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November 9, 2012

Key Coalition of Anti-Immigrant State Lawmakers Declines by 30% after Election

State Legislators for Legal Immigration (SLLI), a coalition of lawmakers working to introduce and pass anti-immigrant legislation at the state level, will lose members when the new legislatures convene in January. Starting in 2013, the coalition will officially drop from 68 members to 49, a decline of more than 30%. The coalition not only loses size but scope, with representation dropping from 40 states to 33.

The coalition, started by Pennsylvania Representative Daryl Metcalfe, is very closely tied to the anti-immigrant movement in the United States. The coalition’s website currently boasts 68 members from 40 states. While these numbers are slightly exaggerated because they include some members who are no longer elected representatives (Russell Pearce, for example, the former Arizona State Senator was recalled in 2011), the additional loss of 19 members will result in a far smaller coalition.

In the 2012 elections, many SLLI members did not run for reasons ranging from term limit restrictions, to running for another public sector position or choosing retirement. The decline in SLLI membership is a blow to the anti-immigrant movement, which partially relies on SLLI members to push anti-immigrant legislation.

Just a few months after SLLI’s founding in 2007, Daryl Metcalfe was joined by Dan Stein, president of the largest anti-immigrant group in the United States, the Federation for American Immigration Reform (FAIR) and Mike Hethmon of the Immigration Reform Law Institute (IRLI), FAIR’s legal arm, at a press conference. At the press conference, SLLI announced that it had “entered into a working partnership” with IRLI. Essentially, IRLI works with SLLI members to draft anti-immigrant legislation which the SLLI member then introduces in his/her state legislature. This partnership has been effective, most notably in Arizona where then-SLLI member Russell Pearce worked with IRLI to draft the harshest anti-immigrant bill at the time, SB 1070.

Unfortunately, the decline in SLLI membership will likely not spell a decline in the amount of anti-immigrant legislation introduced at the state level. The anti-immigrant movement does not rely solely on SLLI to introduce legislation that it drafts. In Alabama, for example, IRLI drafted HB 56, a law even harsher than Arizona’s SB 1070, but did not court a SLLI member to introduce the bill.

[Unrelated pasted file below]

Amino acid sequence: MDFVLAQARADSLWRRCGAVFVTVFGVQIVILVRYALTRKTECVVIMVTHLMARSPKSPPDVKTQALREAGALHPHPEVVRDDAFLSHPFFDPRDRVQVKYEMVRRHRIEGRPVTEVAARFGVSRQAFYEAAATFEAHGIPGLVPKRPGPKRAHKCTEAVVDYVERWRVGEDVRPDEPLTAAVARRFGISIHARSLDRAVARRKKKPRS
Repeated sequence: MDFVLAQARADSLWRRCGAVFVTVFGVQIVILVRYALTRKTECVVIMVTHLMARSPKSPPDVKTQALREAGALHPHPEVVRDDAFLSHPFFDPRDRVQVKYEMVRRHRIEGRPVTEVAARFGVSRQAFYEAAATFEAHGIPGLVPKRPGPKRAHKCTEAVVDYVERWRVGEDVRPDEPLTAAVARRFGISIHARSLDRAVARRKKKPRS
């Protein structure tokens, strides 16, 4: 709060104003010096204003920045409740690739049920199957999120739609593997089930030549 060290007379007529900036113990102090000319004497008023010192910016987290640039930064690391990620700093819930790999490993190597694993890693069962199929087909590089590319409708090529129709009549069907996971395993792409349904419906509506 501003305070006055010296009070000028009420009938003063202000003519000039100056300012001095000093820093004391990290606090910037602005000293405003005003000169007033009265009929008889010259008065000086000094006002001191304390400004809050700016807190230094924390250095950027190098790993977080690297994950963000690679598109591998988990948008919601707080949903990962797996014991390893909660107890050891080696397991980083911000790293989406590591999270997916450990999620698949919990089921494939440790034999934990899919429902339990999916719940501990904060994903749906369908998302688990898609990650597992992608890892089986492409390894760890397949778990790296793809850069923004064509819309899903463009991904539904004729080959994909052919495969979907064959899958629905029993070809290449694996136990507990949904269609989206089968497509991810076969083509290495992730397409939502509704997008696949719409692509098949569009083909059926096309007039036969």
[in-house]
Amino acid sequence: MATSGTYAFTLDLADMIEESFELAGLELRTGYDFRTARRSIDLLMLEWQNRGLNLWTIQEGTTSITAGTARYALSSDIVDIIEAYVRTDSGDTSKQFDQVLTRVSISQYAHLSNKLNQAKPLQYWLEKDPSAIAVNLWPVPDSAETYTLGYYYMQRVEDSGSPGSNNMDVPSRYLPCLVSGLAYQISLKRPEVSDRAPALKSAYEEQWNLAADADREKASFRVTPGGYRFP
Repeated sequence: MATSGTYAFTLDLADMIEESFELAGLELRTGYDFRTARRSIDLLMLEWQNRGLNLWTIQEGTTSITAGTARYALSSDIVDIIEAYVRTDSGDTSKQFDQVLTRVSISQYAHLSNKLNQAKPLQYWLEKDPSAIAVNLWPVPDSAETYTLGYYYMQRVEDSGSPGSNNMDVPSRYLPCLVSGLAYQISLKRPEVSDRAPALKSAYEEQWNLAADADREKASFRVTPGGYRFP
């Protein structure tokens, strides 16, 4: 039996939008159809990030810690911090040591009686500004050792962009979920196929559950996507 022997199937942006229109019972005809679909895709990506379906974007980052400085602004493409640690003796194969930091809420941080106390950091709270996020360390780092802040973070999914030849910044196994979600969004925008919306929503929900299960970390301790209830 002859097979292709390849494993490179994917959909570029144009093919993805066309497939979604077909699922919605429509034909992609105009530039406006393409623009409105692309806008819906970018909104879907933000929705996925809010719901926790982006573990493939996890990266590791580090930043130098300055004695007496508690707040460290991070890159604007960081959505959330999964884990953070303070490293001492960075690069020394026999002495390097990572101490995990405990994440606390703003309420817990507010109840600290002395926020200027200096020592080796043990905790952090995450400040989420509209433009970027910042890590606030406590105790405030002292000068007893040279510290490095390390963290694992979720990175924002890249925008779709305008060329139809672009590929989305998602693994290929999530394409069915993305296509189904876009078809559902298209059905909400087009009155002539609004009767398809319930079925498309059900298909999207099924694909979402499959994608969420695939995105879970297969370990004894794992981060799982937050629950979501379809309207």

It remains to be seen whether Metcalfe will attempt to recruit new members for his coalition post-election. Regardless, the anti-immigrant movement, and more specifically IRLI, will continue to draft anti-immigrant legislation based on its “attrition through enforcement” (self-deportation) model and seek out lawmakers in states around the country willing to introduce it.

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August 21, 2012

Anti-Immigrant Movement Dealt Blow by U.S. Appeals Court

On August 20, the U.S. 11th Circuit Court of Appeals handed down a mixed ruling for recent anti-immigrant laws passed in Alabama and Georgia. For both laws, HB 56 and HB 87, the court followed the decision of the U.S.  Supreme Court earlier this summer regarding a similar Arizona law (Arizona et al v. United States). The appeals court thus upheld provisions in the two state laws that allowed police to check the immigration status of people suspected of committing a crime.

Mike Hethmon

The court, however, struck down other provisions of both states’ laws, including one of the major features of the Alabama law, a provision that required public schools to check the citizenship status of new students. This is a major blow to the anti-immigrant movement, which saw the provision as a significant step towards overturning the Supreme Court’s landmark 1982 Plyler v. Doe decision, which ruled that all children, regardless of their immigration status, are permitted to attend K-12 public schools in the United States.